Pets must not wear any accessories during travel. Collars and coats can be attached to your pet’s crate for when they land.

Does my pet need to have a microchip before they travel?
Pets travelling internationally must be microchipped with a International Standards Organisation (ISO) compatible microchip before travelling. The microchip number must be 15 digits long.

Does my pet need to be vaccinated before they travel? 
General vaccinations must be current before a pet travels domestically or internationally. The Petraveller team will schedule, collect and accompany pets travelling internationally on a veterinary visit to administer any required blood tests, vaccinations, worming or flea treatments.

Do I need to provide copies of my pet’s records before they travel?
Original copies of microchip and vaccination records must be provided to Petraveller before your pet travels.

What is a Hydatids Tapeworm vaccination?
Dogs travelling to Tasmania must be treated for the Hydatids Tapeworm disease with a tablet before travelling. A veterinary certificate must be provided to Petraveller to confirm that the tablet has been administered.

What is a Rabies Neutralising Antibody Titre test?
A Rabies Neutralising Antibody Titre (RNAT) blood test measures a pet’s immune system response to the rabies vaccine and must be completed prior to a pet arriving in Australia from certain countries, including India, China, some parts of Europe and African countries. Petraveller recommends waiting four weeks between a first time rabbies vaccination and RNAT test to ensure accuracy of results.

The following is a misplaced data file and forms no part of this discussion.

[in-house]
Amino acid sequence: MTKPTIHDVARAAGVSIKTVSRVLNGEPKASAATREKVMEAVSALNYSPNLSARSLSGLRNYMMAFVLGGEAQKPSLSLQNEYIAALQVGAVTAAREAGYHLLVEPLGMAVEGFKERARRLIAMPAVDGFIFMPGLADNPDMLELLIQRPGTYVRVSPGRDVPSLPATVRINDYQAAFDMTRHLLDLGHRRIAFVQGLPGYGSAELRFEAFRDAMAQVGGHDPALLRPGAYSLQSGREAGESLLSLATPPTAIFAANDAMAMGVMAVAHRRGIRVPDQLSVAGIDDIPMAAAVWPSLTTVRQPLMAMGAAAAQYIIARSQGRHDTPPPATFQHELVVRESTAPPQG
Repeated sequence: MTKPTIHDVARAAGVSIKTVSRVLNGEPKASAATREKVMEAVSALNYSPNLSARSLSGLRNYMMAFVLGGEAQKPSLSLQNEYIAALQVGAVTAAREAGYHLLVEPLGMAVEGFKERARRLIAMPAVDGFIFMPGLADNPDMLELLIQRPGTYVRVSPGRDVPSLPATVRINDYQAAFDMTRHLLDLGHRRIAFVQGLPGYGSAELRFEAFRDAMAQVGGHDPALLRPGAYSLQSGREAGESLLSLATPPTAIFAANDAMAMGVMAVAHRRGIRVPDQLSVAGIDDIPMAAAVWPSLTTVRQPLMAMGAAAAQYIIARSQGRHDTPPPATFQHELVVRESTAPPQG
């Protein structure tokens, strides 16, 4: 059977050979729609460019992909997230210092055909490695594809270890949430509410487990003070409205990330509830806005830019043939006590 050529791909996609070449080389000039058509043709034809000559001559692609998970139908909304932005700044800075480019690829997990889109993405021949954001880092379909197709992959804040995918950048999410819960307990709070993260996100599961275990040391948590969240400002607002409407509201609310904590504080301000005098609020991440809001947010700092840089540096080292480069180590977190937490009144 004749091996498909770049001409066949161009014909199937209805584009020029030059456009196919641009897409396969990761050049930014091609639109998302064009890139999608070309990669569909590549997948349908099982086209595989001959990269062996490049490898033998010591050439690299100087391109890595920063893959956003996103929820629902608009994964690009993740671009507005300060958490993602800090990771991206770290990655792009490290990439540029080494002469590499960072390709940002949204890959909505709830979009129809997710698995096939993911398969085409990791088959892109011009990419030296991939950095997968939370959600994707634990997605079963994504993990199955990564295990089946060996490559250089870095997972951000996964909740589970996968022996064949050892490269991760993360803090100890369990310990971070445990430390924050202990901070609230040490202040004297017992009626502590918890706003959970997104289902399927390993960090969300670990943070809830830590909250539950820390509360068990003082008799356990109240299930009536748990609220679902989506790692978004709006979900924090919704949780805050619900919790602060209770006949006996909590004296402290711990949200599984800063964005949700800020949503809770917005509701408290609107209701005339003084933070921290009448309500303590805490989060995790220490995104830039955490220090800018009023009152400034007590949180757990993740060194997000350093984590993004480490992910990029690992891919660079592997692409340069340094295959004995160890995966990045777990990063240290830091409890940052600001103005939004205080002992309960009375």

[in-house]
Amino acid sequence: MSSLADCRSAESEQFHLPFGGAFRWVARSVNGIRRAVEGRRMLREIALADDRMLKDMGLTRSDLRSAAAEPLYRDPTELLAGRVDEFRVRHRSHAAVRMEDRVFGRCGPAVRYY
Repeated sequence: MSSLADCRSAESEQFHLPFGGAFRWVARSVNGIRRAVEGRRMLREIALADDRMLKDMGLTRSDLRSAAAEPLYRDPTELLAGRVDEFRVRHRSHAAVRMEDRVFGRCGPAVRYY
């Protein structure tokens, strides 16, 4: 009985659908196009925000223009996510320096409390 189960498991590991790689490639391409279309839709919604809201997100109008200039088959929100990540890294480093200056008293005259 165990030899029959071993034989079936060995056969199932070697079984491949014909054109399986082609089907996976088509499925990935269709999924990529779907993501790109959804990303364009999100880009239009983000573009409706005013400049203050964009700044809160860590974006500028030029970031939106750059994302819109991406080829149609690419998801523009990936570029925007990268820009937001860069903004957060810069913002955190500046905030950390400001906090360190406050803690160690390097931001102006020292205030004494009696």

Does my pet need to be quarantined when travelling to Australia?
Pets arriving in Australia from any country except New Zealand, Cocos Islands and Norfolk Islands must stay in an Australian Government post-entry quarantine facility for ten days.

Does my pet that was born in Australia need to be quarantined when travelling back to Australia?
Pets can be exposed to conditions and diseases when travelling overseas and must stay in an Australian Government post-entry quarantine facility for ten days following arrival in Australia. Pets arriving from New Zealand, Cocos Islands and Norfolk Islands are not subject to the post-entry quarantine period.